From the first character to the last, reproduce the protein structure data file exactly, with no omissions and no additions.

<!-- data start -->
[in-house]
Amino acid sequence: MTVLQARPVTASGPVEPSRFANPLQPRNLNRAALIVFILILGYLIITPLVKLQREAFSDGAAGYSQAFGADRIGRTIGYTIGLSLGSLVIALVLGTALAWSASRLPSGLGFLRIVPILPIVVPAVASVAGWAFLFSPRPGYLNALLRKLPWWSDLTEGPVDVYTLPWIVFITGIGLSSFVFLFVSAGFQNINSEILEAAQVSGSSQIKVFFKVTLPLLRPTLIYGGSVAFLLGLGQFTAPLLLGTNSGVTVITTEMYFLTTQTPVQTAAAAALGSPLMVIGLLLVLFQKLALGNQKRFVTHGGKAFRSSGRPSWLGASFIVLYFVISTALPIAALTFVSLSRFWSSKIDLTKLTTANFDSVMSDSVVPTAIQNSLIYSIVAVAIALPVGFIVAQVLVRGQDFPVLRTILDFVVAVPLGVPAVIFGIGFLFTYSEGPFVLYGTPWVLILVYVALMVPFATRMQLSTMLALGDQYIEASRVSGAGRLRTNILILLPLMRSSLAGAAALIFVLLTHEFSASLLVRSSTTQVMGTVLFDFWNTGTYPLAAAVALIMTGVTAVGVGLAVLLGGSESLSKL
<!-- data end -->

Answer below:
[in-house]
Amino acid sequence: MTVLQARPVTASGPVEPSRFANPLQPRNLNRAALIVFILILGYLIITPLVKLQREAFSDGAAGYSQAFGADRIGRTIGYTIGLSLGSLVIALVLGTALAWSASRLPSGLGFLRIVPILPIVVPAVASVAGWAFLFSPRPGYLNALLRKLPWWSDLTEGPVDVYTLPWIVFITGIGLSSFVFLFVSAGFQNINSEILEAAQVSGSSQIKVFFKVTLPLLRPTLIYGGSVAFLLGLGQFTAPLLLGTNSGVTVITTEMYFLTTQTPVQTAAAAALGSPLMVIGLLLVLFQKLALGNQKRFVTHGGKAFRSSGRPSWLGASFIVLYFVISTALPIAALTFVSLSRFWSSKIDLTKLTTANFDSVMSDSVVPTAIQNSLIYSIVAVAIALPVGFIVAQVLVRGQDFPVLRTILDFVVAVPLGVPAVIFGIGFLFTYSEGPFVLYGTPWVLILVYVALMVPFATRMQLSTMLALGDQYIEASRVSGAGRLRTNILILLPLMRSSLAGAAALIFVLLTHEFSASLLVRSSTTQVMGTVLFDFWNTGTYPLAAAVALIMTGVTAVGVGLAVLLGGSESLSKL